“Jason, you be careful back there. We saw on the news where a little boy was sitting back there and got thrown out into the ocean. Sharks are still eating his precious, innocent flesh.”

They had a way of making me think.

My grandparents were worriers and that gene got handed down to me.

In the fourth grade I was missing school from worrying myself sick. By the fifth grade I was seeing specialists who were examining my stomach for ulcers. As an adult, I still hate going to doctor’s offices and hospitals. A few years ago I went in for a check-up and found out that I had something called White Coat Syndrome because my blood pressure was somewhere around 762 over 2. The nurse told me that it was like that because I was scared. It made me wonder about how well I was representing Jesus, the One whom I claimed to trust.

We live in a scary world. Kids really do get thrown out of cars. And hospitals aren’t empty. We can try to avoid the scary things but sometimes our alternatives can be just as dangerous, or so we’re told. For proof, look no further than the food you eat.

A while back we were told that some foods were manufactured in a laboratory by evil scientists working for Cobra Commander. The news told us things like, “that bowl of chicken noodle soup could take up to 15 years off of your life.” Soup! Really? And I thought the back of our station wagon was dangerous.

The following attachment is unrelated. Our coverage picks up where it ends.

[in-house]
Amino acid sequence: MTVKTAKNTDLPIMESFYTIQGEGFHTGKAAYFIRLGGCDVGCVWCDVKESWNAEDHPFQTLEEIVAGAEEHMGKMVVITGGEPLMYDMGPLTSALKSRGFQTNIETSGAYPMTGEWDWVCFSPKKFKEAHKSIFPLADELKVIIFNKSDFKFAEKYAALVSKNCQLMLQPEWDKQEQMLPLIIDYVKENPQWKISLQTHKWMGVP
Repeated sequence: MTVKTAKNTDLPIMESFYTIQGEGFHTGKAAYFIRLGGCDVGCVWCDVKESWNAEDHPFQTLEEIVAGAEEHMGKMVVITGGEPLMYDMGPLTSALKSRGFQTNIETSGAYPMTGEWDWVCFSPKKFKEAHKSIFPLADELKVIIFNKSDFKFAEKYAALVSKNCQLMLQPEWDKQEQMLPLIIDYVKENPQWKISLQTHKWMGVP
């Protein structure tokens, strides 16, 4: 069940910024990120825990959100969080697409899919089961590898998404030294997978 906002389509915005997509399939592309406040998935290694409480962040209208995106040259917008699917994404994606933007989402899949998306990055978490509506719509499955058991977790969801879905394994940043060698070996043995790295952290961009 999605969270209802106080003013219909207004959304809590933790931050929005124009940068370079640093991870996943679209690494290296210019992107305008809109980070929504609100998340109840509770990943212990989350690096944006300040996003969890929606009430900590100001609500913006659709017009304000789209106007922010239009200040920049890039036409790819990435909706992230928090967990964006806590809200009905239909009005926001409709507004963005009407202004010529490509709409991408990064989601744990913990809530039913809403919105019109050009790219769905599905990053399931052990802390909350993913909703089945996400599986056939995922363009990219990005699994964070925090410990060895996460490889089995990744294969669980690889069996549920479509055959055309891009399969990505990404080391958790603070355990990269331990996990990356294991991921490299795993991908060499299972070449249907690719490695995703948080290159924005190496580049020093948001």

So some people decided to go organic and traded in Campbell’s for homemade soup made with all-natural fur balls from the cat. And we felt better about ourselves. Until doctors told us that soup made from all-natural fur balls from the cat would make your children’s ears stop working and that their kids were 73 times more likely to be born with a hacking cough.

What’s healthy today is what the experts will declare toxic in another decade. For worriers, life is a lose-lose scenario where we’re all just waiting for our time to go. The Bible offers a better alternative. You might know it as the 23rd Psalm.

The 23rd Psalm is about Jesus, the Good Shepherd. One of the things that makes a shepherd a good one is his presence. Others who know much more about sheep than I do have said that the mere presence of an alert shepherd can work wonders on scared and confused sheep. One of the many things we can say about our Shepherd is that he is present.

It was his presence with men like Abraham, Moses and Joshua that became the basis for their courage. But he is not just present with them. We are told in Matthew 1:23 that the baby born to Mary would be called Immanuel. Matthew fills us in on what that name means.

“God with us.”

Not God with Abraham. Not God with Moses. Not God with Joshua. God with us.

It’s good to be an us.